When to Go Full-time With Your Photography Business

I've been a full-time photographer for almost 15 years now, and I remember the pain of swapping my part-time hobby to be my full-time career. Katelyn James looks at how, when, and why you'd want to do this and lists the three key steps to consider if you decide to go full-time.

Katelyn looks at the three main points you'd need to ponder when deciding to go full-time as a photographer.


It always worried me when changing my career if I'd have enough money to pay my household bills. I had a period of crossover from one career to my current career and I was still doing my previous job as well as taking on photographic jobs. I was an IT technical support contractor, and I was lucky enough to have lots of small contracts and people whose computers and businesses were my responsibility. Katelyn points out the things I was lucky enough to know when I transitioned from one career to another. These are things that, if you're working for someone else, you might not have considered. Changing your mindset from "this is play money, as I have another full-time job to cover the bills" to "how do I make enough money as a photographer to cover the bills?" Her suggestion to have a buffer fund is a great idea and something I implemented at the start too.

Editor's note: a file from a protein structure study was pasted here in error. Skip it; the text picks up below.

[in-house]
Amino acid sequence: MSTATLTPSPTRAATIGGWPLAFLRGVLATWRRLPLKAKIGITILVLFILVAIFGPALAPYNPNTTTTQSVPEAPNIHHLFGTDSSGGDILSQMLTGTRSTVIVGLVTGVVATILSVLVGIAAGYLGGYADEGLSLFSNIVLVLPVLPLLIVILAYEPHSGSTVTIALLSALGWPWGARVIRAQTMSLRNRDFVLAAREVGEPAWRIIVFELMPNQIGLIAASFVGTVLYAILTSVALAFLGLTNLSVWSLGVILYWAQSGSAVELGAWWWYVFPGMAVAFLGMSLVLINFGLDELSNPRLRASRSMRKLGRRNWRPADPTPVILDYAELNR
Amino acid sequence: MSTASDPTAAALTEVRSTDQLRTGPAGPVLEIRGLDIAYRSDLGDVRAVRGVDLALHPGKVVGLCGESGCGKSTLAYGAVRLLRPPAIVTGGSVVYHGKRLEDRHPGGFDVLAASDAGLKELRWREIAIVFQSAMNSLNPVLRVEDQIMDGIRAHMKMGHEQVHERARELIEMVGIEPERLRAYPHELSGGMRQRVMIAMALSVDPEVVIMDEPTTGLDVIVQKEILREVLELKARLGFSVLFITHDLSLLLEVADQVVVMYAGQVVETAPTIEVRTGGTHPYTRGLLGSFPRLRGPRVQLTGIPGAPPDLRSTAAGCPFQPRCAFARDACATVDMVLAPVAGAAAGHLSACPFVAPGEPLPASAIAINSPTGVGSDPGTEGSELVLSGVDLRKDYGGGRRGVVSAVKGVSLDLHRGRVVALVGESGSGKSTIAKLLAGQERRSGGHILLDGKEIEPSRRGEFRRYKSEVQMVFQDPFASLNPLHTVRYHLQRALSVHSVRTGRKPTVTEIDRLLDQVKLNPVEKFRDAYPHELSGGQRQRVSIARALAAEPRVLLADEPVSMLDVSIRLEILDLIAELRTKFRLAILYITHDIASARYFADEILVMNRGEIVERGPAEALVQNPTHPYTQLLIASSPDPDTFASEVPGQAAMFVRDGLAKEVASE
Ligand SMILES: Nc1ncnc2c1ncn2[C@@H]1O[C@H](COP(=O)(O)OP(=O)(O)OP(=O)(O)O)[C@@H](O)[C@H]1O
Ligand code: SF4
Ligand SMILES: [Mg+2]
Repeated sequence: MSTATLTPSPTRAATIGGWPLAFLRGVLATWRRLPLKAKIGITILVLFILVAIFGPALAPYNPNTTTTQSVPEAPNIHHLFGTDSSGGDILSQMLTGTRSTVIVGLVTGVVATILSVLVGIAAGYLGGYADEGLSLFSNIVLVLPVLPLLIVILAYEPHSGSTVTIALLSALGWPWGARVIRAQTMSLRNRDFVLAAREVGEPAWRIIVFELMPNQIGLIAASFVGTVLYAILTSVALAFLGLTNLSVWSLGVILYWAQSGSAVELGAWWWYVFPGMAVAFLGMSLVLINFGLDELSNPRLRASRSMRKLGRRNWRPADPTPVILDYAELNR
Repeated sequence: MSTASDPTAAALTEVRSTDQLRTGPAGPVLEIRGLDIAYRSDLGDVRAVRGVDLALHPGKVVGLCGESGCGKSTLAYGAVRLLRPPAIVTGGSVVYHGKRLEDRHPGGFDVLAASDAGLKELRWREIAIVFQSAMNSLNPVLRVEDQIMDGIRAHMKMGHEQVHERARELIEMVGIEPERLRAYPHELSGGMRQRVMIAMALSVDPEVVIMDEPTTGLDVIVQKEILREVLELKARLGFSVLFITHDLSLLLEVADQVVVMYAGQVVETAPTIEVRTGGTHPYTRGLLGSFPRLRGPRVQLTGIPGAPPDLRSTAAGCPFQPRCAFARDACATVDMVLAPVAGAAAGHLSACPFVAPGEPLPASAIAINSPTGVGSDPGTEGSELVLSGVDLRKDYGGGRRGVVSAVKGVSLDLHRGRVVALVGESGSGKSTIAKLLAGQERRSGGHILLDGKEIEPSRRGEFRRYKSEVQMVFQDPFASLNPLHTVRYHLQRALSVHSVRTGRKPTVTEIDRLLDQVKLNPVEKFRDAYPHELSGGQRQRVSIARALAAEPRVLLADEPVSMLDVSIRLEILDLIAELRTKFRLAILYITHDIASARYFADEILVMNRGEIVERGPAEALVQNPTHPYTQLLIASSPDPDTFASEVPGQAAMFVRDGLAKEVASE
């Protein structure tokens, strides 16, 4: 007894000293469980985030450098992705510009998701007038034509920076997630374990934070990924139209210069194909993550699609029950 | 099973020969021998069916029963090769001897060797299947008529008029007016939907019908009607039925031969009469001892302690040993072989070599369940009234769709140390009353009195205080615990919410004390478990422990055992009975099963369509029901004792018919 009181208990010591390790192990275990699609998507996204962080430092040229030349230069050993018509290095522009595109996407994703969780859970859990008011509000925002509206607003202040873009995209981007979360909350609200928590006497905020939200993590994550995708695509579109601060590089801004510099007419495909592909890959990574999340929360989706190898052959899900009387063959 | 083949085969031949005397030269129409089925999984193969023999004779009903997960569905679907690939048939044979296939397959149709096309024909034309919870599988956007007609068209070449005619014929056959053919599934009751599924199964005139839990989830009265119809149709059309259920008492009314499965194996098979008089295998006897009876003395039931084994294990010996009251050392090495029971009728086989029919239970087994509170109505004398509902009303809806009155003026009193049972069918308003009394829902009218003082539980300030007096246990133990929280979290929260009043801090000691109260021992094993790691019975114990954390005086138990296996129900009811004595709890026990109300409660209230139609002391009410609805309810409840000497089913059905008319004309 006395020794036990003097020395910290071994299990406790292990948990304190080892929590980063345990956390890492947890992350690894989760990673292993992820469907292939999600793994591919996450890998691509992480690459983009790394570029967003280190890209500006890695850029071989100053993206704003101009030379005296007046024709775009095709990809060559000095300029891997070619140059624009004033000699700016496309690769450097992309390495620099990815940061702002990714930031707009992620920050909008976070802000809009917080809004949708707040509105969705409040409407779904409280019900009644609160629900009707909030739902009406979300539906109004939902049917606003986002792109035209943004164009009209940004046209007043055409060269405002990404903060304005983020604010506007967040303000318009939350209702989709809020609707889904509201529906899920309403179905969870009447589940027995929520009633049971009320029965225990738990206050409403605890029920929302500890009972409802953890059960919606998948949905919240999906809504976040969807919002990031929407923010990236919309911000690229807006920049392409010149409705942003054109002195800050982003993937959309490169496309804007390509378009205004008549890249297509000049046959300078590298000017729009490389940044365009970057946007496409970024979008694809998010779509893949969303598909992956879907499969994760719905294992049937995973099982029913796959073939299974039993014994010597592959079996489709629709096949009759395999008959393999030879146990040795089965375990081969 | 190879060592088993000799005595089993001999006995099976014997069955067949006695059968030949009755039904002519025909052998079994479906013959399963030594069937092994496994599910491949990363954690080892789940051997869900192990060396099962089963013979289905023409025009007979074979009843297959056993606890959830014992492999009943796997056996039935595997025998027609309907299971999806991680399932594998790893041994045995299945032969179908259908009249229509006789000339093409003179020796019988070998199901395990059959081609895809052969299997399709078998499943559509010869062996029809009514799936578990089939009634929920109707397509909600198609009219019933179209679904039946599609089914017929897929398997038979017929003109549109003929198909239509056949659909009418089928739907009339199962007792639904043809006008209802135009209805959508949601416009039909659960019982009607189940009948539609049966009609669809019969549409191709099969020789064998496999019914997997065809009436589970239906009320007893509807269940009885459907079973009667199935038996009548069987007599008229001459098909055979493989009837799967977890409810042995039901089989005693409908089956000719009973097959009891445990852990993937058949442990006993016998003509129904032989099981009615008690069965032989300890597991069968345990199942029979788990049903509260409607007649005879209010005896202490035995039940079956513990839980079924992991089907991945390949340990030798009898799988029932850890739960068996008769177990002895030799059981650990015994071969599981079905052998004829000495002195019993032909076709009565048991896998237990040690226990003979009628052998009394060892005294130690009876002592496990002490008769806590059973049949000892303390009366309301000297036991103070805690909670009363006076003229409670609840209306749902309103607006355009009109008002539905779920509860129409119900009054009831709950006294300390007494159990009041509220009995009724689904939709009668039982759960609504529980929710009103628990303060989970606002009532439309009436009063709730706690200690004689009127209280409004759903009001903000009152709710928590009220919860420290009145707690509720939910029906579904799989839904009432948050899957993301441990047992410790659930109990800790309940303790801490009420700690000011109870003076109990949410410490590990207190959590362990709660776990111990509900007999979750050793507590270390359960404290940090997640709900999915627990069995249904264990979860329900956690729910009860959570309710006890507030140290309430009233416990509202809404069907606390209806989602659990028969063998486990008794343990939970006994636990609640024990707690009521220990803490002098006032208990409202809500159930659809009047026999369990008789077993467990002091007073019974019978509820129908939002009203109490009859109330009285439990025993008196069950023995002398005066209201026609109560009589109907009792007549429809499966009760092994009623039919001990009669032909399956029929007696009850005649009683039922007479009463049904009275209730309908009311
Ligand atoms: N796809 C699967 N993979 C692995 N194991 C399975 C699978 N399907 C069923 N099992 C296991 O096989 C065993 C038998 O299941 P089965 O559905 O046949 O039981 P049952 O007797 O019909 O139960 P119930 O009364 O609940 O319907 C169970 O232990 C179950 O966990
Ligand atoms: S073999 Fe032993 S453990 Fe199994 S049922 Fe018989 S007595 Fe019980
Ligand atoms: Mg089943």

One of the hardest things is managing time. I get it. Writing at 2 am. Editing at 7:30 am. You have to consider the time you spend giving attention to your new business. It's always going to be difficult in the beginning, and Katelyn discusses the right approach. I personally prefer to work when I need to. I am never going to be a 9-5 person. 


This, for me, is the main reason why I became a full-time photographer. I didn't like the 9-5, and often, I worked past 5 pm to get things finished and was still expected to be in at 9 am the next morning despite working late. The great thing about working weddings is that while it's a full day's work, you can (in most cases) rest the next morning. Katelyn does her best to advise you that "it's not all rainbows and unicorns," and I have to agree

This is an important video to watch if you are transitioning to being full-time at photography or thinking you might like to go full-time. I'd definitely recommend a watch.

Peter Morgan's picture

Peter Morgan is a professional photographer, drone pilot, writer and tech enthusiast. He has worked in the tech sector since the age of 16 and has over 30 years experience of working with technology. He also runs his own photographic company and shoots weddings, headshots and commercial projects.

Log in or register to post comments